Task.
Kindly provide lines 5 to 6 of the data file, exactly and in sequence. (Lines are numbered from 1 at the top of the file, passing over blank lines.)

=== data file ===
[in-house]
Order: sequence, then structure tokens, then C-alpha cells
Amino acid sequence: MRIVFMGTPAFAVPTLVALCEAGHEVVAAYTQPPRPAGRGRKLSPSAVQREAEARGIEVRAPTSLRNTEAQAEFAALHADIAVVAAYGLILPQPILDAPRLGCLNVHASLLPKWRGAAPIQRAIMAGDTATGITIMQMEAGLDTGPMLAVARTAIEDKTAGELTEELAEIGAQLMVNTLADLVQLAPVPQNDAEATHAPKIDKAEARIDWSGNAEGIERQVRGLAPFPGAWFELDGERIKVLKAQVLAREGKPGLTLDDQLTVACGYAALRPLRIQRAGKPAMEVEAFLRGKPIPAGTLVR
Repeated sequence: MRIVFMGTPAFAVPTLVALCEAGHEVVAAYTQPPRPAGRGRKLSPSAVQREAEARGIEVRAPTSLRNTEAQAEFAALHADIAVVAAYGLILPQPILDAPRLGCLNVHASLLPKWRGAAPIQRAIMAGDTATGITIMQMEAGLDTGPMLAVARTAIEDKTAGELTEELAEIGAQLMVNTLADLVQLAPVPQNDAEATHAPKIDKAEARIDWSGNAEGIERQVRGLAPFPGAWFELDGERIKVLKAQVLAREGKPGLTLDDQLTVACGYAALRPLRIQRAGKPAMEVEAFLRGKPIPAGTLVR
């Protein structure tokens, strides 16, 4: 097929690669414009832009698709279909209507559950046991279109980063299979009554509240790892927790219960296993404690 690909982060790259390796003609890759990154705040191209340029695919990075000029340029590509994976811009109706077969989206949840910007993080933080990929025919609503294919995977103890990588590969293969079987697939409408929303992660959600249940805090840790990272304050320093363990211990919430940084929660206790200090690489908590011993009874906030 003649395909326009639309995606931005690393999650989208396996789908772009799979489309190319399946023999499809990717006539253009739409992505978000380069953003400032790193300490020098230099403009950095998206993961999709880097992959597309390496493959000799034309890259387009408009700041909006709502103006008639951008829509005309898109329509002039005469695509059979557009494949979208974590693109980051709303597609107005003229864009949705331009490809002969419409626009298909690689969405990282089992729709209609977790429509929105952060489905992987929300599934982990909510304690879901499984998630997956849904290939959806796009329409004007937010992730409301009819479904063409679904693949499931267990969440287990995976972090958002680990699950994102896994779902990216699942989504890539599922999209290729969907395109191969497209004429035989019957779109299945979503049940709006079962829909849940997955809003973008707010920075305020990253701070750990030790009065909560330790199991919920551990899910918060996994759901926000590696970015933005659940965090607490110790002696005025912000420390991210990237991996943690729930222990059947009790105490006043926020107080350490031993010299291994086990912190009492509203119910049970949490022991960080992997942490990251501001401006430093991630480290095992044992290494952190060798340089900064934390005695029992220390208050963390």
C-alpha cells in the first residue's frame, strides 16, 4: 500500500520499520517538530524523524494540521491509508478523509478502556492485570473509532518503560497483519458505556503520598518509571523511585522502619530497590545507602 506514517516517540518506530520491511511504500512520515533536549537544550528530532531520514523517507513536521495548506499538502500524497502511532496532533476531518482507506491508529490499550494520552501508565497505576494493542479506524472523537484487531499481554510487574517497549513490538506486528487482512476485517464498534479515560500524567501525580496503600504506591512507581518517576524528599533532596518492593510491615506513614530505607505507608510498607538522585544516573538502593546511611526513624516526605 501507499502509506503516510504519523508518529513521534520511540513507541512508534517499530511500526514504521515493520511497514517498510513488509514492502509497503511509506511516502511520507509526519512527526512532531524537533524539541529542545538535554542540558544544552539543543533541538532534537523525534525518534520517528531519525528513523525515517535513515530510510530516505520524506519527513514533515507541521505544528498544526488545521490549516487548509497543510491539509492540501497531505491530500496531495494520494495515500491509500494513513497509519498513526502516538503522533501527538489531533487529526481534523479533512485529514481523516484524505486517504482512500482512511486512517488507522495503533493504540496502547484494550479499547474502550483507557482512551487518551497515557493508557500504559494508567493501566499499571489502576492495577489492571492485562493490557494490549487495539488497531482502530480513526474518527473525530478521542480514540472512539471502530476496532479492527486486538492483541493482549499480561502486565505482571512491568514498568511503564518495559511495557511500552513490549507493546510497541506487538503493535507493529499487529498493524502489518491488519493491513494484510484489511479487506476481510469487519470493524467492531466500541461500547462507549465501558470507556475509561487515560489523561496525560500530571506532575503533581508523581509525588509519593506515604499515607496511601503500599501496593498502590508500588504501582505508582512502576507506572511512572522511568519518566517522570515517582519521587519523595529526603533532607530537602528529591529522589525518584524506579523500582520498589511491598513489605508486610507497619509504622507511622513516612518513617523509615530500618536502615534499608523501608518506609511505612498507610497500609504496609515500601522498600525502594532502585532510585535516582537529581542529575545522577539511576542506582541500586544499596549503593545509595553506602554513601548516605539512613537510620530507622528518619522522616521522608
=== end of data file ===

């Protein structure tokens, strides 16, 4: 097929690669414009832009698709279909209507559950046991279109980063299979009554509240790892927790219960296993404690 690909982060790259390796003609890759990154705040191209340029695919990075000029340029590509994976811009109706077969989206949840910007993080933080990929025919609503294919995977103890990588590969293969079987697939409408929303992660959600249940805090840790990272304050320093363990211990919430940084929660206790200090690489908590011993009874906030 003649395909326009639309995606931005690393999650989208396996789908772009799979489309190319399946023999499809990717006539253009739409992505978000380069953003400032790193300490020098230099403009950095998206993961999709880097992959597309390496493959000799034309890259387009408009700041909006709502103006008639951008829509005309898109329509002039005469695509059979557009494949979208974590693109980051709303597609107005003229864009949705331009490809002969419409626009298909690689969405990282089992729709209609977790429509929105952060489905992987929300599934982990909510304690879901499984998630997956849904290939959806796009329409004007937010992730409301009819479904063409679904693949499931267990969440287990995976972090958002680990699950994102896994779902990216699942989504890539599922999209290729969907395109191969497209004429035989019957779109299945979503049940709006079962829909849940997955809003973008707010920075305020990253701070750990030790009065909560330790199991919920551990899910918060996994759901926000590696970015933005659940965090607490110790002696005025912000420390991210990237991996943690729930222990059947009790105490006043926020107080350490031993010299291994086990912190009492509203119910049970949490022991960080992997942490990251501001401006430093991630480290095992044992290494952190060798340089900064934390005695029992220390208050963390």
C-alpha cells in the first residue's frame, strides 16, 4: 500500500520499520517538530524523524494540521491509508478523509478502556492485570473509532518503560497483519458505556503520598518509571523511585522502619530497590545507602 506514517516517540518506530520491511511504500512520515533536549537544550528530532531520514523517507513536521495548506499538502500524497502511532496532533476531518482507506491508529490499550494520552501508565497505576494493542479506524472523537484487531499481554510487574517497549513490538506486528487482512476485517464498534479515560500524567501525580496503600504506591512507581518517576524528599533532596518492593510491615506513614530505607505507608510498607538522585544516573538502593546511611526513624516526605 501507499502509506503516510504519523508518529513521534520511540513507541512508534517499530511500526514504521515493520511497514517498510513488509514492502509497503511509506511516502511520507509526519512527526512532531524537533524539541529542545538535554542540558544544552539543543533541538532534537523525534525518534520517528531519525528513523525515517535513515530510510530516505520524506519527513514533515507541521505544528498544526488545521490549516487548509497543510491539509492540501497531505491530500496531495494520494495515500491509500494513513497509519498513526502516538503522533501527538489531533487529526481534523479533512485529514481523516484524505486517504482512500482512511486512517488507522495503533493504540496502547484494550479499547474502550483507557482512551487518551497515557493508557500504559494508567493501566499499571489502576492495577489492571492485562493490557494490549487495539488497531482502530480513526474518527473525530478521542480514540472512539471502530476496532479492527486486538492483541493482549499480561502486565505482571512491568514498568511503564518495559511495557511500552513490549507493546510497541506487538503493535507493529499487529498493524502489518491488519493491513494484510484489511479487506476481510469487519470493524467492531466500541461500547462507549465501558470507556475509561487515560489523561496525560500530571506532575503533581508523581509525588509519593506515604499515607496511601503500599501496593498502590508500588504501582505508582512502576507506572511512572522511568519518566517522570515517582519521587519523595529526603533532607530537602528529591529522589525518584524506579523500582520498589511491598513489605508486610507497619509504622507511622513516612518513617523509615530500618536502615534499608523501608518506609511505612498507610497500609504496609515500601522498600525502594532502585532510585535516582537529581542529575545522577539511576542506582541500586544499596549503593545509595553506602554513601548516605539512613537510620530507622528518619522522616521522608